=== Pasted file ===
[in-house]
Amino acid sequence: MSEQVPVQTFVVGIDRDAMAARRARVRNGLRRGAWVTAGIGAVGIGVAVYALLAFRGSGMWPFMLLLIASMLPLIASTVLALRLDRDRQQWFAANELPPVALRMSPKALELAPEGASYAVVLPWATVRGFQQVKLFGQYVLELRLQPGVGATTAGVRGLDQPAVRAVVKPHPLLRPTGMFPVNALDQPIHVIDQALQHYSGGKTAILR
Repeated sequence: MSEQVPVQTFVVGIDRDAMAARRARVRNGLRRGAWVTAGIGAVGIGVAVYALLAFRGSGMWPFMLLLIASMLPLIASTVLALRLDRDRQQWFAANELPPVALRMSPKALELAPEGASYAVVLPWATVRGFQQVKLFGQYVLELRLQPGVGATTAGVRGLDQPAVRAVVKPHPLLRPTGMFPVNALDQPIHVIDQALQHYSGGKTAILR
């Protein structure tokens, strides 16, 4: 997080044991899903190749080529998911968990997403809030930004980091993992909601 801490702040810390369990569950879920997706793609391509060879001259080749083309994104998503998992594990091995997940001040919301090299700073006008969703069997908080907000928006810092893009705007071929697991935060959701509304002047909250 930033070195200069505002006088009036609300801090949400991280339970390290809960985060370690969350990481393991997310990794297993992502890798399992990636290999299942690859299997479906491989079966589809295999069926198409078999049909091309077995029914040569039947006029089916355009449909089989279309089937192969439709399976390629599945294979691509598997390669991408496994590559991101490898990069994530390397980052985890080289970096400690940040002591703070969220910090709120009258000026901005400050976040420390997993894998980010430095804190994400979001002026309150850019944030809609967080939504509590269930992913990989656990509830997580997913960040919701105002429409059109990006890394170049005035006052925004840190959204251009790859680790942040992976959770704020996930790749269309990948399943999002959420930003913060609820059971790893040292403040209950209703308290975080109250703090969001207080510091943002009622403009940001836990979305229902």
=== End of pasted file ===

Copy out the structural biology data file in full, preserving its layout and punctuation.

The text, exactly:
[in-house]
Amino acid sequence: MSEQVPVQTFVVGIDRDAMAARRARVRNGLRRGAWVTAGIGAVGIGVAVYALLAFRGSGMWPFMLLLIASMLPLIASTVLALRLDRDRQQWFAANELPPVALRMSPKALELAPEGASYAVVLPWATVRGFQQVKLFGQYVLELRLQPGVGATTAGVRGLDQPAVRAVVKPHPLLRPTGMFPVNALDQPIHVIDQALQHYSGGKTAILR
Repeated sequence: MSEQVPVQTFVVGIDRDAMAARRARVRNGLRRGAWVTAGIGAVGIGVAVYALLAFRGSGMWPFMLLLIASMLPLIASTVLALRLDRDRQQWFAANELPPVALRMSPKALELAPEGASYAVVLPWATVRGFQQVKLFGQYVLELRLQPGVGATTAGVRGLDQPAVRAVVKPHPLLRPTGMFPVNALDQPIHVIDQALQHYSGGKTAILR
């Protein structure tokens, strides 16, 4: 997080044991899903190749080529998911968990997403809030930004980091993992909601 801490702040810390369990569950879920997706793609391509060879001259080749083309994104998503998992594990091995997940001040919301090299700073006008969703069997908080907000928006810092893009705007071929697991935060959701509304002047909250 930033070195200069505002006088009036609300801090949400991280339970390290809960985060370690969350990481393991997310990794297993992502890798399992990636290999299942690859299997479906491989079966589809295999069926198409078999049909091309077995029914040569039947006029089916355009449909089989279309089937192969439709399976390629599945294979691509598997390669991408496994590559991101490898990069994530390397980052985890080289970096400690940040002591703070969220910090709120009258000026901005400050976040420390997993894998980010430095804190994400979001002026309150850019944030809609967080939504509590269930992913990989656990509830997580997913960040919701105002429409059109990006890394170049005035006052925004840190959204251009790859680790942040992976959770704020996930790749269309990948399943999002959420930003913060609820059971790893040292403040209950209703308290975080109250703090969001207080510091943002009622403009940001836990979305229902």